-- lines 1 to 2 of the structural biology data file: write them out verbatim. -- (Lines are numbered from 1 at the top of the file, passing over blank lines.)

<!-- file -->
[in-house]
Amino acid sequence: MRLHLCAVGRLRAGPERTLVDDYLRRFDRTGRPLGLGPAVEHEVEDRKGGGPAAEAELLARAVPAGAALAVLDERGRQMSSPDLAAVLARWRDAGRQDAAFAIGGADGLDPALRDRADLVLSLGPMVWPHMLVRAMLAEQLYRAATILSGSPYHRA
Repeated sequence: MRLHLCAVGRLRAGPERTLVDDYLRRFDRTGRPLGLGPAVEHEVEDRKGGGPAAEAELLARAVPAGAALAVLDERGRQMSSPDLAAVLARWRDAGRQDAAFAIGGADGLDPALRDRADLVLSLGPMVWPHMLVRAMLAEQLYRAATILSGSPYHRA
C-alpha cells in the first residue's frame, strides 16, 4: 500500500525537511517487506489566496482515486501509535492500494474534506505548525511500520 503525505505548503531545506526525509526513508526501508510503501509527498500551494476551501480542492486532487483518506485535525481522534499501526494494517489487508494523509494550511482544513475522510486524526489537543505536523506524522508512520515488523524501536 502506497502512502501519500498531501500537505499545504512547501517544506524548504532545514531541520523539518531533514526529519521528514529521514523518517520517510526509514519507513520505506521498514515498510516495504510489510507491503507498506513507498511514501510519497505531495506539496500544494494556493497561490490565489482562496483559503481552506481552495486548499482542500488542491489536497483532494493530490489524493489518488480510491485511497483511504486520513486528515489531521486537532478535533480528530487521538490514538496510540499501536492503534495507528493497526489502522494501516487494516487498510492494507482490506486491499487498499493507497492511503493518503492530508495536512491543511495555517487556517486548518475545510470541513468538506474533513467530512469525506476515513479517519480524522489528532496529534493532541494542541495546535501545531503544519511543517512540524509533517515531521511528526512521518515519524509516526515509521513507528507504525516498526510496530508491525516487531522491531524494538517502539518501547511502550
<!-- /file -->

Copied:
[in-house]
Amino acid sequence: MRLHLCAVGRLRAGPERTLVDDYLRRFDRTGRPLGLGPAVEHEVEDRKGGGPAAEAELLARAVPAGAALAVLDERGRQMSSPDLAAVLARWRDAGRQDAAFAIGGADGLDPALRDRADLVLSLGPMVWPHMLVRAMLAEQLYRAATILSGSPYHRA